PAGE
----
Puppet Platform reference manual

NOTE: This page was generated from the Puppet source code on 2017-11-03 18:09:48 -0700

ssh_authorized_key

Description

Manages SSH authorized keys. Currently only type 2 keys are supported.

In their native habitat, SSH keys usually appear as a single long line, in the format <TYPE> <KEY> <NAME/COMMENT>. This resource type requires you to split that line into several attributes. Thus, a key that appears in your ~/.ssh/id_rsa.pub file like this…

ssh-rsa AAAAB3Nza[...]qXfdaQ== nick@magpie.example.com

…would translate to the following resource:

ssh_authorized_key { 'nick@magpie.example.com':
  ensure => present,
  user   => 'nick',
  type   => 'ssh-rsa',
  key    => 'AAAAB3Nza[...]qXfdaQ==',
}

To ensure that only the currently approved keys are present, you can purge unmanaged SSH keys on a per-user basis. Do this with the user resource type’s purge_ssh_keys attribute:

user { 'nick':
  ensure         => present,
  purge_ssh_keys => true,
}

This will remove any keys in ~/.ssh/authorized_keys that aren’t being managed with ssh_authorized_key resources. See the documentation of the user type for more details.

Autorequires: If Puppet is managing the user account in which this SSH key should be installed, the ssh_authorized_key resource will autorequire that user.

Attributes

ssh_authorized_key { 'resource title':
  name     => # (namevar) The SSH key comment. This can be anything, and...
  ensure   => # The basic property that the resource should be...
  key      => # The public key itself; generally a long string...
  options  => # Key options; see sshd(8) for possible values...
  provider => # The specific backend to use for this...
  target   => # The absolute filename in which to store the SSH...
  type     => # The encryption type used.  Valid values are...
  user     => # The user account in which the SSH key should be...
  # ...plus any applicable metaparameters.
}

name

(Namevar: If omitted, this attribute’s value defaults to the resource’s title.)

The SSH key comment. This can be anything, and doesn’t need to match the original comment from the .pub file.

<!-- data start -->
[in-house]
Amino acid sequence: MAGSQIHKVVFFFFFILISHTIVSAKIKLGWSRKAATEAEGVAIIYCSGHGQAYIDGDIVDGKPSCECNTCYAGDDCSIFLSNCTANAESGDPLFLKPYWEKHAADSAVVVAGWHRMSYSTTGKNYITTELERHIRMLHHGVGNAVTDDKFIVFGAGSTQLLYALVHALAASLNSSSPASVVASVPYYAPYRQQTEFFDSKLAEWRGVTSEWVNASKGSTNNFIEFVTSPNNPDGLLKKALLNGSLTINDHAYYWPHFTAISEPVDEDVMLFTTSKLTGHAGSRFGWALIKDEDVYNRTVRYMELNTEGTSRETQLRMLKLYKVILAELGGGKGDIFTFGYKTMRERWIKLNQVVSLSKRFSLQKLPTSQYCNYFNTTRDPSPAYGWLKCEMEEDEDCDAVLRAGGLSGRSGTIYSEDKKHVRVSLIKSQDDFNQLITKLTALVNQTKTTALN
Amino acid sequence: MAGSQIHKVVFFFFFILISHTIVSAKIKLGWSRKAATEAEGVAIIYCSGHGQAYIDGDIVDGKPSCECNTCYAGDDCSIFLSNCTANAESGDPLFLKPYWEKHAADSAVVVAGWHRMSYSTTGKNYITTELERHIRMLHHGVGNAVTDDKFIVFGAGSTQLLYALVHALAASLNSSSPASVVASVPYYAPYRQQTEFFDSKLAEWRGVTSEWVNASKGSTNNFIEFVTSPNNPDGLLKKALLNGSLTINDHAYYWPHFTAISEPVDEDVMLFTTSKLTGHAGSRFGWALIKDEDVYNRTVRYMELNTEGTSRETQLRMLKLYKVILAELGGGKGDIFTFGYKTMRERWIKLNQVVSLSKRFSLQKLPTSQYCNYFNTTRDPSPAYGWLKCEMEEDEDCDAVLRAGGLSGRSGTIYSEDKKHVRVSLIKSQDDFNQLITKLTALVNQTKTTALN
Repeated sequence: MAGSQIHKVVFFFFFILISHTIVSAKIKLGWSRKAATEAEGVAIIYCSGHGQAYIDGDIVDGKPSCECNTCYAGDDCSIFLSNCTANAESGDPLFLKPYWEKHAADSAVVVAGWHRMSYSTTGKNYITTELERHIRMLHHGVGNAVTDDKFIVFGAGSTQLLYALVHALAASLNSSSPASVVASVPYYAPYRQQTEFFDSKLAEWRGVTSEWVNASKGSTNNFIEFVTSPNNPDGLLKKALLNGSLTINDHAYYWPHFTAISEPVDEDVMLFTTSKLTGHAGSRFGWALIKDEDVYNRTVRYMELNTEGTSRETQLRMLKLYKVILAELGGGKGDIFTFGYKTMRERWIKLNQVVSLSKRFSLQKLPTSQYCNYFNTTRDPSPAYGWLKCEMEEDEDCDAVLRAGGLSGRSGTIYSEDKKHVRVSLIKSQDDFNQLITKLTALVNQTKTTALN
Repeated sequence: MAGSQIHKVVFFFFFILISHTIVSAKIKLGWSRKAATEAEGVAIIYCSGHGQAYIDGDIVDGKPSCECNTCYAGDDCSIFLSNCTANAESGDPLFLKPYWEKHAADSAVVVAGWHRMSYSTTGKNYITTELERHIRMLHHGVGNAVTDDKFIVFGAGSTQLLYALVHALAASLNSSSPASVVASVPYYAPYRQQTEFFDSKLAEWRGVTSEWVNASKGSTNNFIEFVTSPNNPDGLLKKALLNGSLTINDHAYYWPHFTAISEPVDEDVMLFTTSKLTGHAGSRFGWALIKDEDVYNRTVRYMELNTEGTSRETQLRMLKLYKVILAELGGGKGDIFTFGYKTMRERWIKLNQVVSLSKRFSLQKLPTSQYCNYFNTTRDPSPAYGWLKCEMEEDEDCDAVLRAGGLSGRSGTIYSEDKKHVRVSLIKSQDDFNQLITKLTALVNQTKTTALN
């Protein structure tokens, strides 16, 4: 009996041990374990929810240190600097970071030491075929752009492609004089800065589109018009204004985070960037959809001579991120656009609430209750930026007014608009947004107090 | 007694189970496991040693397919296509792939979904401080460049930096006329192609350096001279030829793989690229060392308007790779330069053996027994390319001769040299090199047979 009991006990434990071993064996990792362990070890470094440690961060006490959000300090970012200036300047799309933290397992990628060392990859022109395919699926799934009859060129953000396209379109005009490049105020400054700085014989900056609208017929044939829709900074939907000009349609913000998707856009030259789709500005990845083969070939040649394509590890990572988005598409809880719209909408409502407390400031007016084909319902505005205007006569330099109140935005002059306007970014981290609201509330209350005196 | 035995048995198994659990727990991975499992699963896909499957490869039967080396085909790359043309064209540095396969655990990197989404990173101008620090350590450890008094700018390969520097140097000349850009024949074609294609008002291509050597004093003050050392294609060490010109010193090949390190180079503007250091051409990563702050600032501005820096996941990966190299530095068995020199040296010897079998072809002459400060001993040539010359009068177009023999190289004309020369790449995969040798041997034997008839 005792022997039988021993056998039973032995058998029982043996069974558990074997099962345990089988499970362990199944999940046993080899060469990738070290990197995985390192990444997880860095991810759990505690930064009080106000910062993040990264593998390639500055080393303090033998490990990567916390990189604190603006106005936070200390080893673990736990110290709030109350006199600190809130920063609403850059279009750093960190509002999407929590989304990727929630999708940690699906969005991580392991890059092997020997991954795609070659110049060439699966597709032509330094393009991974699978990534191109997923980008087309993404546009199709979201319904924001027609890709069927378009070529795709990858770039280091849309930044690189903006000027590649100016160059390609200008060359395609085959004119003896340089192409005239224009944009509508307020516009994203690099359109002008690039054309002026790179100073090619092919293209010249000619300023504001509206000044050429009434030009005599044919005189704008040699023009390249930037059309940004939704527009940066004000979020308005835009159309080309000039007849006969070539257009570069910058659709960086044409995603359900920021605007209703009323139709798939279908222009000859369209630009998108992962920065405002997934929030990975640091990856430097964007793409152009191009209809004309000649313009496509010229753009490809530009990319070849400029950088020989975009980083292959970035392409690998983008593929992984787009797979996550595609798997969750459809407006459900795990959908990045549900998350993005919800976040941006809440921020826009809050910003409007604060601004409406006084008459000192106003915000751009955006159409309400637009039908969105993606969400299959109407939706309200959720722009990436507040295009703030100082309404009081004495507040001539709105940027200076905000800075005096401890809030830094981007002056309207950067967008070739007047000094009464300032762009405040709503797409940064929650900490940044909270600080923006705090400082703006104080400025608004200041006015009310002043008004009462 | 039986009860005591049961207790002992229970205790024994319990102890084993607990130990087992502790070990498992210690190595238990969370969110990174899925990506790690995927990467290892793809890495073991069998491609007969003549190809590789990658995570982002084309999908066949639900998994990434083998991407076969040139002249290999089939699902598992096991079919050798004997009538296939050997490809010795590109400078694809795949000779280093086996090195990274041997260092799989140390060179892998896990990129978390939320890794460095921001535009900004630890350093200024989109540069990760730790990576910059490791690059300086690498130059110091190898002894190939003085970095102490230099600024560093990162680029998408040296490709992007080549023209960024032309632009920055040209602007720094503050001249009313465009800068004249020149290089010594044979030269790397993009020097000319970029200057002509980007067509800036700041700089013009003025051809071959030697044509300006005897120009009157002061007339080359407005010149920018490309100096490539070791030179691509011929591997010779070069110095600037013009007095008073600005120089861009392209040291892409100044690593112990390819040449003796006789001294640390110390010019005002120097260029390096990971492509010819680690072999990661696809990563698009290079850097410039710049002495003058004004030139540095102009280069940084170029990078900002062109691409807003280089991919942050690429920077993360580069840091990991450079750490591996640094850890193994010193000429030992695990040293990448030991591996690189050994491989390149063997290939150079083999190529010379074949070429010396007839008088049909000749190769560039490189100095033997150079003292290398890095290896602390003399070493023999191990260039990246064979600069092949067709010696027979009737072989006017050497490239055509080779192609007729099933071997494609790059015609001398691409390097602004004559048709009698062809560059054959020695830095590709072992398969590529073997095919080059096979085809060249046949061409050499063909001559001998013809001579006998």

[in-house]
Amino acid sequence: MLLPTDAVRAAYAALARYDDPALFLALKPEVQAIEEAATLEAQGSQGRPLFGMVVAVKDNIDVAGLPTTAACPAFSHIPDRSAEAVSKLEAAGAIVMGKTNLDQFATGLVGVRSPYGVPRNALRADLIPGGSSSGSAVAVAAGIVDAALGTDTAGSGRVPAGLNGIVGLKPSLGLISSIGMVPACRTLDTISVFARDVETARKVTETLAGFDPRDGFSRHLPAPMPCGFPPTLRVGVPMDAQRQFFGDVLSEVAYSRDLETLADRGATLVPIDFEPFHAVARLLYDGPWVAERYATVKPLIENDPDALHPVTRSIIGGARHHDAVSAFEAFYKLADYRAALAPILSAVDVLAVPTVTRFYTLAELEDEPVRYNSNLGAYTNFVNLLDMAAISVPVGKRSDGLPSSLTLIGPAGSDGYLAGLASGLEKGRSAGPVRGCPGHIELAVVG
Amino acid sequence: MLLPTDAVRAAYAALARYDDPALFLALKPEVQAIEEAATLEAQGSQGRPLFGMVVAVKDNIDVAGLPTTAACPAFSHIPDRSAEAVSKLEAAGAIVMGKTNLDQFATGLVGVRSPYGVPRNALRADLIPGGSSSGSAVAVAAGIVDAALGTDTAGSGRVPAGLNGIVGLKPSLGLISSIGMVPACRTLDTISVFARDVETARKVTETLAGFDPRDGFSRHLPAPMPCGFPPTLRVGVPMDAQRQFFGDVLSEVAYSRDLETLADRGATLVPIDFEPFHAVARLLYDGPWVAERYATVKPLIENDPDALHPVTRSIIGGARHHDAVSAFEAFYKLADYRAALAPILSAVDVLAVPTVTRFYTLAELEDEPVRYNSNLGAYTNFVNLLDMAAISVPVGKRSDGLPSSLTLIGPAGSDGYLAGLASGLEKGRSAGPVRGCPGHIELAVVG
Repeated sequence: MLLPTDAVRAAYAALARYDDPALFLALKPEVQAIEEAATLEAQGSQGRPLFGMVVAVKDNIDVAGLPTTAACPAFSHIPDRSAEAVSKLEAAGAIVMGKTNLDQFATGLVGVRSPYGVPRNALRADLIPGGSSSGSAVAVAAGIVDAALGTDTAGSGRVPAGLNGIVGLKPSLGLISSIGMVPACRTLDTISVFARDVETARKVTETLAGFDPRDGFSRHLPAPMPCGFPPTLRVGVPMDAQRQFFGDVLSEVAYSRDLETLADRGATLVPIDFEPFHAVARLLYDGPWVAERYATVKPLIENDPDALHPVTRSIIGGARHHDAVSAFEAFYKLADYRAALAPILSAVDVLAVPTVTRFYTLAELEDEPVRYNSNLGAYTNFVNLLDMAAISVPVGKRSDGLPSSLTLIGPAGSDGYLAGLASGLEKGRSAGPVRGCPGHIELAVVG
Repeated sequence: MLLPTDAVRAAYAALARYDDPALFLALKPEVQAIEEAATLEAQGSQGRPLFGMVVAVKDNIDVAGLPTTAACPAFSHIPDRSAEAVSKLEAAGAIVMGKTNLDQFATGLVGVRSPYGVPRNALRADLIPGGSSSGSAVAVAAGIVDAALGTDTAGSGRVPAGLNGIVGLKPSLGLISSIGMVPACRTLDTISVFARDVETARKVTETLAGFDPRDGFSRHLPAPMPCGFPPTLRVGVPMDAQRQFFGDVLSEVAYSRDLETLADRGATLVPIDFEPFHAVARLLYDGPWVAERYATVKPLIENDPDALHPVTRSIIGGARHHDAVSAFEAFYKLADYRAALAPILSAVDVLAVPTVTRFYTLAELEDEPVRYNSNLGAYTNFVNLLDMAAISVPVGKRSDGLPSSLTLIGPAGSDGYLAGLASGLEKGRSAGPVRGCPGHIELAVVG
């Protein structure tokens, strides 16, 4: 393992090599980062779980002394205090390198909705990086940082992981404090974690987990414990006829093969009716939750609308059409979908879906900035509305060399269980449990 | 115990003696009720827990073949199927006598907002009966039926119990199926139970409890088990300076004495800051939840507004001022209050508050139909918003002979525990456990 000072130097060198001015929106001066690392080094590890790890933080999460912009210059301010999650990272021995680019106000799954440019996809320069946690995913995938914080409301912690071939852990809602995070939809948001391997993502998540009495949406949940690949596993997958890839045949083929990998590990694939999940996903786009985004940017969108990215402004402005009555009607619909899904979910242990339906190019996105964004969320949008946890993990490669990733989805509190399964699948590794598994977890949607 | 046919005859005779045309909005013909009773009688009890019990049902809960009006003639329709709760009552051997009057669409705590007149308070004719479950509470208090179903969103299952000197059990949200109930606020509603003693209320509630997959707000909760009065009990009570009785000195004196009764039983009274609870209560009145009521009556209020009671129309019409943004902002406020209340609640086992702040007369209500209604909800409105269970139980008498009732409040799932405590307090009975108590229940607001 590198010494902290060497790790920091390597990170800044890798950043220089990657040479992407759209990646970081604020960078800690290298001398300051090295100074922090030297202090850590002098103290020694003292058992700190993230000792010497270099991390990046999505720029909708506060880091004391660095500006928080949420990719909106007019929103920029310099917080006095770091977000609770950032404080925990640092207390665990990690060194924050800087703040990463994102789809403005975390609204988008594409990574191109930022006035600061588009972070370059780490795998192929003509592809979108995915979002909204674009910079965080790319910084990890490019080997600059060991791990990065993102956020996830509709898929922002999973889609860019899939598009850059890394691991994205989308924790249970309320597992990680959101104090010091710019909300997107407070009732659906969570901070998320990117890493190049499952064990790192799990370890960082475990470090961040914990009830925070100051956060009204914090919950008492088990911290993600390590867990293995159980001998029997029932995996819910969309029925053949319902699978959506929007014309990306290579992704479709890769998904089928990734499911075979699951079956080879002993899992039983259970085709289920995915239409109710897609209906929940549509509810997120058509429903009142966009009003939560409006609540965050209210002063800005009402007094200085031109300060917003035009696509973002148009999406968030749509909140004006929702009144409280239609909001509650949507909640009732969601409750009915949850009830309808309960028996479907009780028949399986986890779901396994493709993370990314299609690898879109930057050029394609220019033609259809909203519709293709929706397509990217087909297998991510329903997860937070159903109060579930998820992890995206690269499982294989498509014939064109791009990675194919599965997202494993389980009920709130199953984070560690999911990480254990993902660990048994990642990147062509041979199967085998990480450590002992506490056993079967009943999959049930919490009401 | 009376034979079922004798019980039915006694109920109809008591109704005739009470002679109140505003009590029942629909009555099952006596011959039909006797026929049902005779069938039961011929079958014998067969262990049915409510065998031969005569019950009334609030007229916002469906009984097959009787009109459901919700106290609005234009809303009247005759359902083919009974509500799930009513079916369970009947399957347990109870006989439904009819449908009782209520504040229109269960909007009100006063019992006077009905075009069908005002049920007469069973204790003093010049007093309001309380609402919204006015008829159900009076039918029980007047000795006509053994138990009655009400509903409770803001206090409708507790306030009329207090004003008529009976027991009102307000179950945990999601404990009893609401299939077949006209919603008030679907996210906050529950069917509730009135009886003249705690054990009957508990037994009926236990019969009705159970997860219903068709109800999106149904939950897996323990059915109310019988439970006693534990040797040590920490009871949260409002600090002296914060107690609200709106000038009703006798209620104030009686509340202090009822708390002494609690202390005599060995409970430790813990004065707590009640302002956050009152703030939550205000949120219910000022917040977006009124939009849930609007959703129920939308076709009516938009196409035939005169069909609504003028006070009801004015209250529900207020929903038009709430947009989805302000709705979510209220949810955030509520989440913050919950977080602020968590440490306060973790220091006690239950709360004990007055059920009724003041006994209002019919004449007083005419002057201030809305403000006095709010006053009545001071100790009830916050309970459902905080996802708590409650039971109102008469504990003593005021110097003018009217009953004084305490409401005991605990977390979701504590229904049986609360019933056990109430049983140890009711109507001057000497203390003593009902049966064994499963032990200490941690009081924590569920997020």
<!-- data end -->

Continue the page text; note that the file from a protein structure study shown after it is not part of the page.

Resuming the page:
Due to internal limitations, this must be unique across all user accounts; if you want to specify one key for multiple users, you must use a different comment for each instance.

(↑ Back to ssh_authorized_key attributes)

ensure

(Property: This attribute represents concrete state on the target system.)

The basic property that the resource should be in.

Valid values are present, absent.

(↑ Back to ssh_authorized_key attributes)

key

(Property: This attribute represents concrete state on the target system.)

The public key itself; generally a long string of hex characters. The key attribute may not contain whitespace.

Make sure to omit the following in this attribute (and specify them in other attributes):

  • Key headers (e.g. ‘ssh-rsa’) — put these in the type attribute.
  • Key identifiers / comments (e.g. ‘joe@joescomputer.local’) — put these in the name attribute/resource title.

(↑ Back to ssh_authorized_key attributes)

options

(Property: This attribute represents concrete state on the target system.)

Key options; see sshd(8) for possible values. Multiple values should be specified as an array.

(↑ Back to ssh_authorized_key attributes)

provider

The specific backend to use for this ssh_authorized_key resource. You will seldom need to specify this — Puppet will usually discover the appropriate provider for your platform.

Available providers are:

(↑ Back to ssh_authorized_key attributes)

target

(Property: This attribute represents concrete state on the target system.)

The absolute filename in which to store the SSH key. This property is optional and should only be used in cases where keys are stored in a non-standard location (i.e. not in ~user/.ssh/authorized_keys`).

(↑ Back to ssh_authorized_key attributes)

type

(Property: This attribute represents concrete state on the target system.)

The encryption type used.

Valid values are ssh-dss (also called dsa), ssh-rsa (also called rsa), ecdsa-sha2-nistp256, ecdsa-sha2-nistp384, ecdsa-sha2-nistp521, ssh-ed25519 (also called ed25519).

(↑ Back to ssh_authorized_key attributes)

user

(Property: This attribute represents concrete state on the target system.)

The user account in which the SSH key should be installed. The resource will autorequire this user if it is being managed as a user resource.

(↑ Back to ssh_authorized_key attributes)

Providers

parsed

Parse and generate authorized_keys files for SSH.

NOTE: This page was generated from the Puppet source code on 2017-11-03 18:09:48 -0700

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